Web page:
I created a little plugin called harpoon.kak, based on ThePrimeagen’s Harpoon neovim plugin. There isn’t 1:1 feature parity, in fact, far from it, but the primary feature for which the plugin is named is here, and works well.
A common issue when coding is that you have a handful of files that you’re “actually” working on, but you often end up jumping into other files for quick edits or reference. This causes your jumplist to get cluttered with a bunch of stuff you don’t need, and finding the file you were actually working on becomes a dance of
<c-i>. Alternate file works some of the time, but can also get messy if you jump around to much.
harpoon.kak allows you to “harpoon” a file into a list, where you can easily access it again with a simple shortcut. This allows you to keep the handful of files you’re actually working on easily accessible, and jump back to them immediately after following a long string of file jumps.
To harpoon a file, call the
:harpoon-add command. Passing a number will add the file to that index in the list, otherwise it will be added to the lowest available slot. You can then call
:harpoon-nav <index> to navigate back to that file. You could use these commands as is, but the real magic is when you bind these commands to convenient shortcuts.
The default bindings, which you can add using
:harpoon-add-bindings, will add the
harpoon user mode to
<leader>h and set
<c-9> to act as shortcuts to get to the corresponding file in the list. Quickly harpoon a file with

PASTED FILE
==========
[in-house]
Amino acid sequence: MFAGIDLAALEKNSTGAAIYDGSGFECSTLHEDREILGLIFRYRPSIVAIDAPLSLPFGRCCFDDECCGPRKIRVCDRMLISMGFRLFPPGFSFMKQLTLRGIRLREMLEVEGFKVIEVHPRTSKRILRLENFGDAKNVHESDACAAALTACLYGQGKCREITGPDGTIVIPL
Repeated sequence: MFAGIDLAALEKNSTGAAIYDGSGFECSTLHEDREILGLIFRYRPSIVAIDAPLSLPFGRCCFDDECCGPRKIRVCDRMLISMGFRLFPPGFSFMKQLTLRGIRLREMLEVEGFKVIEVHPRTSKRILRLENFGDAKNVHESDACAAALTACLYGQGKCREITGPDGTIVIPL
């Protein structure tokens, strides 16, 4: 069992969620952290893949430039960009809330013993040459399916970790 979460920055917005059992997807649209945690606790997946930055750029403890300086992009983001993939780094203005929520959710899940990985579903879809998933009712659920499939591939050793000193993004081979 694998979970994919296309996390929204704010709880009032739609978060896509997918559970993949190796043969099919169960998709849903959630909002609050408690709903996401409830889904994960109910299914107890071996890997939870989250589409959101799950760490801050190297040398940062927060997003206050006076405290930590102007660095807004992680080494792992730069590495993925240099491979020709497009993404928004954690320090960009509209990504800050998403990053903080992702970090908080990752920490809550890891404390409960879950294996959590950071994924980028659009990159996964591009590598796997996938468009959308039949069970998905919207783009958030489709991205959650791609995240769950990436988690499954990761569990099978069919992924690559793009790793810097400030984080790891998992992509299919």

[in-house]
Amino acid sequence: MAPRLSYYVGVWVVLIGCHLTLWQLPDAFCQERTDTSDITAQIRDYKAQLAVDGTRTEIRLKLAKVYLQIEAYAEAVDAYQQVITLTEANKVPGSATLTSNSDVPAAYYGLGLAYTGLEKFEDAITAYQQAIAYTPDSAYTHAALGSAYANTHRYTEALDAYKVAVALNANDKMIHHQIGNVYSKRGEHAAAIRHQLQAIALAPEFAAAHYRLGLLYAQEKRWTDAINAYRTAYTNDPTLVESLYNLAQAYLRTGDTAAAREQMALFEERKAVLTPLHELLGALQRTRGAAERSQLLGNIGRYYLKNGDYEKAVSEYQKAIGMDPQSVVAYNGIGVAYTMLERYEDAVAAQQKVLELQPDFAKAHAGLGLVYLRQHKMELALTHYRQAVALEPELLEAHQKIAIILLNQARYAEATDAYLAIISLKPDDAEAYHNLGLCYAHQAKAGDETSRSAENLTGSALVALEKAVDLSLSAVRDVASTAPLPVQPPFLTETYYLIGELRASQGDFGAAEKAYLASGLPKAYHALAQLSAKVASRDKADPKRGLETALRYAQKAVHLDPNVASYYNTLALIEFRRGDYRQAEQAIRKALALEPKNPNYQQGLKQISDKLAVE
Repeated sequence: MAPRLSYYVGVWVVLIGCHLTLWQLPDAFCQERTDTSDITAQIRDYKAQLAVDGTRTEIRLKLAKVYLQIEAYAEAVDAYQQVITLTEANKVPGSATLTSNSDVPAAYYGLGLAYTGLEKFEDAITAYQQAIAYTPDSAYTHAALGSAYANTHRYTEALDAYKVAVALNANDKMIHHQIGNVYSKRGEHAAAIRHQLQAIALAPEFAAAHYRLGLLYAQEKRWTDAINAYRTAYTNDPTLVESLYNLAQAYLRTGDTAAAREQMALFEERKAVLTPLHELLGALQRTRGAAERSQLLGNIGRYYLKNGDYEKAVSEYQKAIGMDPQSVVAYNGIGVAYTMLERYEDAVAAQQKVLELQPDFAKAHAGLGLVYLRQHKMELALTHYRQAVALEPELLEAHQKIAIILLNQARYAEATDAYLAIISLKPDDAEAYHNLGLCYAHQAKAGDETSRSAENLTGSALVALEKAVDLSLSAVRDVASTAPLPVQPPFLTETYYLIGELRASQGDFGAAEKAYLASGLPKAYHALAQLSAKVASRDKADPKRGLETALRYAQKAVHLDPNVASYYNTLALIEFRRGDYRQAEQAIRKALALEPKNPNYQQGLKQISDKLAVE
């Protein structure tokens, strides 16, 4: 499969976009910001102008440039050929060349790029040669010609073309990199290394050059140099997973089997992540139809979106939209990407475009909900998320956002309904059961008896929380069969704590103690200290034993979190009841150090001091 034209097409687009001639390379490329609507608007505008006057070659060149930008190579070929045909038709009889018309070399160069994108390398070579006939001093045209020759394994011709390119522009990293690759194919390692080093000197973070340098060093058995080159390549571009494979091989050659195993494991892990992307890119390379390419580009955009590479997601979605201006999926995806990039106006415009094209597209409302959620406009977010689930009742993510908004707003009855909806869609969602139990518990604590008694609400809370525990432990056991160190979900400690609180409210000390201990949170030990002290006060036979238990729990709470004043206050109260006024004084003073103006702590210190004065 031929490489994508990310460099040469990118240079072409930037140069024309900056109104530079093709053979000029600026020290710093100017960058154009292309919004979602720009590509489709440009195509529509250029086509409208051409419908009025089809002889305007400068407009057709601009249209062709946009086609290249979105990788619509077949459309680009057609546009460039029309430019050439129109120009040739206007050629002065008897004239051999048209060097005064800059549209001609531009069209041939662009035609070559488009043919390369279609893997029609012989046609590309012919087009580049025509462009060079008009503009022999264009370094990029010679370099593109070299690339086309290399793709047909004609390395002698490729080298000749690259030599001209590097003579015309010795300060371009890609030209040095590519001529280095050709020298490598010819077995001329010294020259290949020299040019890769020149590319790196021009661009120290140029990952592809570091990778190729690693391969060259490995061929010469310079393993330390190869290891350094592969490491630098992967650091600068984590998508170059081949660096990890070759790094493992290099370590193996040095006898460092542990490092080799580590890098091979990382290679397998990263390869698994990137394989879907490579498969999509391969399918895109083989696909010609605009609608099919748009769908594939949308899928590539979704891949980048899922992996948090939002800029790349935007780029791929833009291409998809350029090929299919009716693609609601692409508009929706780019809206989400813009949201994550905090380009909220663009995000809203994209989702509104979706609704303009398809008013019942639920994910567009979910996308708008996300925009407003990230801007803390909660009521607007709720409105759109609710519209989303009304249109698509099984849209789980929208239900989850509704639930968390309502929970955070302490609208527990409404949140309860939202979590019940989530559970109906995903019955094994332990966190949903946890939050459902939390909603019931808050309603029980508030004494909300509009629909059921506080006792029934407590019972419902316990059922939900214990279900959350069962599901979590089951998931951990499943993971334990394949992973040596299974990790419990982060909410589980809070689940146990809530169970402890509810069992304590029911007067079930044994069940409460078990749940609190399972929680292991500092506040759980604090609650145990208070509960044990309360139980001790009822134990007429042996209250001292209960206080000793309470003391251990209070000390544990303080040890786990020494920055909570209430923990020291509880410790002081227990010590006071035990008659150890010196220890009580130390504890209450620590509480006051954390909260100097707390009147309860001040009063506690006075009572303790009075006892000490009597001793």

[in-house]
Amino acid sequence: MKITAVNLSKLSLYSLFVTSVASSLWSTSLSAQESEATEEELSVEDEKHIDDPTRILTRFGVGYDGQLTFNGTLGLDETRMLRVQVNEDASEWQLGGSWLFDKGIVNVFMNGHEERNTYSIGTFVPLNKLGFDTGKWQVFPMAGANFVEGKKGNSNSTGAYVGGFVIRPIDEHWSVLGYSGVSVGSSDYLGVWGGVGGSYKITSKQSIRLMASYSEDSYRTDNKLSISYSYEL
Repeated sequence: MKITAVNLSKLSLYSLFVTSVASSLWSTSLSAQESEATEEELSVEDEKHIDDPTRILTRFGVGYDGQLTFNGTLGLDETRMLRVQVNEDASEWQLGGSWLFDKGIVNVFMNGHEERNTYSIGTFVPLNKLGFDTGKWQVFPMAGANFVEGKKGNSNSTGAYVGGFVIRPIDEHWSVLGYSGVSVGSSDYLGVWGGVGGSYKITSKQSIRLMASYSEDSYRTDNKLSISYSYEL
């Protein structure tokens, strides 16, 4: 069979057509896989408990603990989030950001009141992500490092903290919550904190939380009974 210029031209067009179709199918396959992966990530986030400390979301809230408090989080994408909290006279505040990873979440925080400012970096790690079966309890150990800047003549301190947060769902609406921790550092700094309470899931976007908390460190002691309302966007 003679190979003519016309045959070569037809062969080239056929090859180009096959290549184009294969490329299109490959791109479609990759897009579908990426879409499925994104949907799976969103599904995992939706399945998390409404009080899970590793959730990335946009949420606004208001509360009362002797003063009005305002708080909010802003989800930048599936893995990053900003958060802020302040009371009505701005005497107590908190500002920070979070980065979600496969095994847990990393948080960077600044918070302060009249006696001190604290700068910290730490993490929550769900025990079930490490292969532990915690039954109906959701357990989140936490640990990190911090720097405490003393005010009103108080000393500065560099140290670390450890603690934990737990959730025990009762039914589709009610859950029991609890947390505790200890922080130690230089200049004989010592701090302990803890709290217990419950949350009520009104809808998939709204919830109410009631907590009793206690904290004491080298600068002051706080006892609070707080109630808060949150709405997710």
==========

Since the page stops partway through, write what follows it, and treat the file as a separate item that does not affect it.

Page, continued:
<leader>h1, then get back to it at any time with
There are a few other commands.
:harpoon-add-or-nav combines the two commands listed previously, so you can add the current file if the slot is empty, or navigate to it if it’s occupied. You can also remove files from the list with
:harpoon-list will list your harpoons in an info box.
That’s all the plugin does! I plan on adding a few more things in the future, such as a
*harpoons* buffer to view and edit your harpoons, and persisting harpoons per project or session, but the main functionality is complete.
Please let me know what you think!
You can install the plugin in the usual manner, or using a plugin manager. However, this plugin depends on luar, because bash scripting and I do not get along. Be sure you have Lua itself on your
The Neovim plugin saves the current selections when you harpoon a file, so it restores them when you re-open the file. However, I feel that is out of scope for the kak equivalent. If you wish to preserve selections, Screwtape’s excellent
kakoune-state-save plugin will do that for you.